In the tiny sphere of life in which I have some influence, there are already many people working hard to address our inherent bias. Kaja Sadowski’s book Fear is the Mind-Killer is a great place to start looking at making training better adapted to individual students. Kaja also kindly read and commented on my first rage-fuelled rant draft of this post. This one is much better.
The Esfinges group exists to support women training in historical martial arts.
This post by Jennifer Landels on how to adapt your curriculum for gender differences is very useful: http://jmlandels.stiffbunnies.com/2019/05/teaching-every-body-adapting-your-curriculum-for-gender-differences/
Most recently, The Ravenswood Academy have produced a very beautiful deck of cards featuring women warriors from across the globe. (They've sold out, or I'd link to the shop.)
On the subject of cards, my game Audatia has a female character deck based on a historical person (Lady Agnes Hotot).
In my other work I’ve always made sure that my books have female as well as male models in the photos. In my online courses I’ve done the same with my demo partners. A lot of them are about solo training, but of the three that require a training partner, two have a woman throughout: the Rapier Course has Maaret Sirkkala, and the Longsword Course had Zoë Chandler. I wasn’t aware at the time that Zoë was trans, and he is now Zach Chamberlaine, but the point stands. And I know for a sure and certain fact that it has made a difference to women taking up the art, because some of those women have told me so to my face. That’s also why my Facebook profile ‘cover photo’ is me in the middle of mostly not-white, many not male students, and standing right next to me is a woman in a hijab holding a sword (Riri Nitihardjo, from Indonesia).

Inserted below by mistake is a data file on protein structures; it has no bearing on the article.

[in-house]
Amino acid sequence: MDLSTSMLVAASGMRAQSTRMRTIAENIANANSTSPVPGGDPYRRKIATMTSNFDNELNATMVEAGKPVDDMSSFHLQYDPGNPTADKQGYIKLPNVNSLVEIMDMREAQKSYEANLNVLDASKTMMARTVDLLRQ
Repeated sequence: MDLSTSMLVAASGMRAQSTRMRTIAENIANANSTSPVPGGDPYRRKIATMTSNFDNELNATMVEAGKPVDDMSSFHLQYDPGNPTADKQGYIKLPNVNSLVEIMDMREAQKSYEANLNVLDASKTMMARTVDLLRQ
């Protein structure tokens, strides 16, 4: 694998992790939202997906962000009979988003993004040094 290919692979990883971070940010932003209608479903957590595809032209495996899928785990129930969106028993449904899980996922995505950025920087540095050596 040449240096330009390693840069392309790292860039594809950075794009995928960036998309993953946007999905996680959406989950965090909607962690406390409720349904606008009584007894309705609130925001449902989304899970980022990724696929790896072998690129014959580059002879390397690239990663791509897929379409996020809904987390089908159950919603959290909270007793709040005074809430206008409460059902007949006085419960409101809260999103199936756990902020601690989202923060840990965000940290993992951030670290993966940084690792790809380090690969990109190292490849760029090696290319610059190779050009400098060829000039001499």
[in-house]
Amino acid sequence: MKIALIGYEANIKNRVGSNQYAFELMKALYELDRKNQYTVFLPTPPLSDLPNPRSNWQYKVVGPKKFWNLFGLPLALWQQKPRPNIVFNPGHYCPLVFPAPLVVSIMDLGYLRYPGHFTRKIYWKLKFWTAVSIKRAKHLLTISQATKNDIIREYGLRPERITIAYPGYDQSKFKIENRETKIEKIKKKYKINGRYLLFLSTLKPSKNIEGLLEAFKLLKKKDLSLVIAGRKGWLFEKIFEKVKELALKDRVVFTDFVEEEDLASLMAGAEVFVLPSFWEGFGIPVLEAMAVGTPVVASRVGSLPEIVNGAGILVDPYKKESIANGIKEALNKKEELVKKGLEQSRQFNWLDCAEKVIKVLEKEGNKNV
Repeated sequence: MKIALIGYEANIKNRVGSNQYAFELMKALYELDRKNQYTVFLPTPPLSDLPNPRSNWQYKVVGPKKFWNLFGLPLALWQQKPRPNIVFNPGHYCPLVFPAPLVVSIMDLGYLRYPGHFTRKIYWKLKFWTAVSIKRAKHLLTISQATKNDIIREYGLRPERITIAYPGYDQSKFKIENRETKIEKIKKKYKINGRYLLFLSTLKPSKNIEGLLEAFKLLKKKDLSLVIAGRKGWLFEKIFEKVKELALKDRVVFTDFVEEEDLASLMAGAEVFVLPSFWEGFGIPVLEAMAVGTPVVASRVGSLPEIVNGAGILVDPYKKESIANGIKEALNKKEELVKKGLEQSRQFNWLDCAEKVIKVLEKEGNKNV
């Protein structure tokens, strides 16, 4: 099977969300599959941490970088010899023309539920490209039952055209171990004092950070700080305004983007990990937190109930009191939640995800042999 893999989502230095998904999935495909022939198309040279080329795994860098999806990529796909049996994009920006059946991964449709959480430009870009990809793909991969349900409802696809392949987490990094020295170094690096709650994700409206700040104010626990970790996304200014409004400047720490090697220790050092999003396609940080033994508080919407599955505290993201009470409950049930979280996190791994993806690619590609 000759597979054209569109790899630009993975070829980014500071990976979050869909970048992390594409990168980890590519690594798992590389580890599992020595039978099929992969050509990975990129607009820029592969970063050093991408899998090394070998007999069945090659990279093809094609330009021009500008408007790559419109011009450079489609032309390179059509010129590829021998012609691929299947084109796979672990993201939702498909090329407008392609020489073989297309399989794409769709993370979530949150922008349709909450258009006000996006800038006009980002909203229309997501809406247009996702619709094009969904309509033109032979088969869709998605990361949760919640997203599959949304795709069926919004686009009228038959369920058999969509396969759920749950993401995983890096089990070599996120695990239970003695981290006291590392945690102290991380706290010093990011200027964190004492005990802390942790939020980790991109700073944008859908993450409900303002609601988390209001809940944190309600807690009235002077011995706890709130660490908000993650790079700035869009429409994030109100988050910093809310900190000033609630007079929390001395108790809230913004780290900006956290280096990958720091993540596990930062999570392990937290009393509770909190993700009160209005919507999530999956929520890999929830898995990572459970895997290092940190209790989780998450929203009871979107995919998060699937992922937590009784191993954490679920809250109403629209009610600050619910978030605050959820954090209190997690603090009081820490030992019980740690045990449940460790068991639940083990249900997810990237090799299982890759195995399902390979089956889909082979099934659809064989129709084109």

Some years ago I was reading Katy Bowman’s book on biomechanics, Alignment Matters, and noticed with something of a start that it assumed a female reader. Fair enough, I thought. She’s a woman, and many of her clients are women, so why not? It didn’t bother me. Likewise, Seth Godin is well known for always using ‘she’ as the generic term. He said when asked about it on his podcast that it was in honour of his mother. Also fair enough, and it certainly causes me no pain.